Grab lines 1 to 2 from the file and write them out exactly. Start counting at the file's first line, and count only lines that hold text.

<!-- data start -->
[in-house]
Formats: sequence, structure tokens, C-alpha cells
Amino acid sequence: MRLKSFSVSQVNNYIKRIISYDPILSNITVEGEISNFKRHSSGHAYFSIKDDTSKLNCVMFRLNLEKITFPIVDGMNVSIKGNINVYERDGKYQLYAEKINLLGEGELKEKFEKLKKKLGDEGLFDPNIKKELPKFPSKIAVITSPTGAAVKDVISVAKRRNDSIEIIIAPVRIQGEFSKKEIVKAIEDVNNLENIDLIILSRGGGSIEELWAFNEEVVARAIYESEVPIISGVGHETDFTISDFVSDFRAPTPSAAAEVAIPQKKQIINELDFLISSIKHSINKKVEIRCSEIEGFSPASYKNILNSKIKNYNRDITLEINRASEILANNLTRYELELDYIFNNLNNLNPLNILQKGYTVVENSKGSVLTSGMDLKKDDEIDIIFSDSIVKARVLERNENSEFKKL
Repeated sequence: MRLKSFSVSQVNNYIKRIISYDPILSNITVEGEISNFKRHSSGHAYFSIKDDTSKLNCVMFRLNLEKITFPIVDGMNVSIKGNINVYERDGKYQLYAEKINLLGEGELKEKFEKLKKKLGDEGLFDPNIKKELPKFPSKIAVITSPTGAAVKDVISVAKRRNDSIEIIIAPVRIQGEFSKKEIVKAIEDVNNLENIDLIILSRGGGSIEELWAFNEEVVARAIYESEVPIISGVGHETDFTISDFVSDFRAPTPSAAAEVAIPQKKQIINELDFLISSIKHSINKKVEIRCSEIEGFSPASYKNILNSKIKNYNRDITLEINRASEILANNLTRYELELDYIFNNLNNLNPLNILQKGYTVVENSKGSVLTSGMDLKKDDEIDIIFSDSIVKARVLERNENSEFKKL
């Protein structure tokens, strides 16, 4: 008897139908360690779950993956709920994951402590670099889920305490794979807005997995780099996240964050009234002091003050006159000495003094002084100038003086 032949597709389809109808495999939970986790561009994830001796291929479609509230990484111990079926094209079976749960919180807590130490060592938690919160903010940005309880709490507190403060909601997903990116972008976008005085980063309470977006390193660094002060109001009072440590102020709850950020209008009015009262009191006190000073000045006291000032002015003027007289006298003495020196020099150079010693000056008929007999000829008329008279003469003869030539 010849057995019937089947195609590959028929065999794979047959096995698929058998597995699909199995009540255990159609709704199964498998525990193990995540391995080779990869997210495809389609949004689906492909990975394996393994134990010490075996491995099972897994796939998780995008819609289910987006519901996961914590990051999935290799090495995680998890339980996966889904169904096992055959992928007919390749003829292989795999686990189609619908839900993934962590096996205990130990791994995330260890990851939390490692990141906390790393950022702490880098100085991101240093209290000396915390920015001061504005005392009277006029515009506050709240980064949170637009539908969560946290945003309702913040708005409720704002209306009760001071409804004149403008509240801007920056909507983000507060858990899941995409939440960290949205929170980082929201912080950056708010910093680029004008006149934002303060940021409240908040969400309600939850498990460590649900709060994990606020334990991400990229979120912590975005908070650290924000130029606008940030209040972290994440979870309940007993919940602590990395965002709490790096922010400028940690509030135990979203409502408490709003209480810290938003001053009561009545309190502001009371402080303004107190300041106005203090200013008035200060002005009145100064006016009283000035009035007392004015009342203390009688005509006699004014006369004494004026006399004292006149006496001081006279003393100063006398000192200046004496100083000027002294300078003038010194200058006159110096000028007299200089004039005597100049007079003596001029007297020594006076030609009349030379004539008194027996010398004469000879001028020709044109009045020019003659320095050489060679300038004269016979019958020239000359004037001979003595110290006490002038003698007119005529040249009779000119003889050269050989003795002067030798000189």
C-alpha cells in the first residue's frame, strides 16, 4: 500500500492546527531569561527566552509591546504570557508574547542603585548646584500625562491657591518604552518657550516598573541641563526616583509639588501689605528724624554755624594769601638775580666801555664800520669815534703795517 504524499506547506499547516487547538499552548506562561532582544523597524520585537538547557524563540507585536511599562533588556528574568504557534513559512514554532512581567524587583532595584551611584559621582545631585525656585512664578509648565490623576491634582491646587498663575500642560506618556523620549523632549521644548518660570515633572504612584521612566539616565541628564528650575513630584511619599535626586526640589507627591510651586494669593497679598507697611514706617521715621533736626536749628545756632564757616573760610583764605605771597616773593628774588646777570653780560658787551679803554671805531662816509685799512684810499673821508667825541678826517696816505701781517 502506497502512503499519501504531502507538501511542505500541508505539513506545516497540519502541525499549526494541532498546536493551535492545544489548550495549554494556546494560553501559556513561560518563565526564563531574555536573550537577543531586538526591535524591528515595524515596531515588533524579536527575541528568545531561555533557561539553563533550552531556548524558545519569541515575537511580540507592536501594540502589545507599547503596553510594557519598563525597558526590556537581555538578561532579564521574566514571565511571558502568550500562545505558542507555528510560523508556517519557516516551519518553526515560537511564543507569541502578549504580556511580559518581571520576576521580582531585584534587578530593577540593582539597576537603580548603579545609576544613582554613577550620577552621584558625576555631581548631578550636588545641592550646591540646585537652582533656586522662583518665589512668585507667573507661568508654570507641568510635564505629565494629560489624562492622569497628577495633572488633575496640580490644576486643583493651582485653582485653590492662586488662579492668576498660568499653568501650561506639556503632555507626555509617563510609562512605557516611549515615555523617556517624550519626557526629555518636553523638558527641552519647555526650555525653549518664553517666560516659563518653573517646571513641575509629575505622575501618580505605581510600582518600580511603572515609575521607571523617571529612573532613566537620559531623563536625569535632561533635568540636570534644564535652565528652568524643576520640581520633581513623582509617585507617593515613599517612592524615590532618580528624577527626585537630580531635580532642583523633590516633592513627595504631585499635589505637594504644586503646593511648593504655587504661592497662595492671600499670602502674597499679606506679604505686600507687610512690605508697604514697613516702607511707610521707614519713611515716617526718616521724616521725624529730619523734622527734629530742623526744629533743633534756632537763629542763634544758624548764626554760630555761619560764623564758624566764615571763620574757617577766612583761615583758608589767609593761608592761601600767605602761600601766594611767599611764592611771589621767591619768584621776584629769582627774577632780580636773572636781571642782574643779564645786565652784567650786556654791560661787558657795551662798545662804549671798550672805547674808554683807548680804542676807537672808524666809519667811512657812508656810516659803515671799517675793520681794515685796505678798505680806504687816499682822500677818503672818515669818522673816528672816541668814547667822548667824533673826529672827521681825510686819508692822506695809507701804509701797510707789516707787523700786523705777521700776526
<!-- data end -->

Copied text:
[in-house]
Formats: sequence, structure tokens, C-alpha cells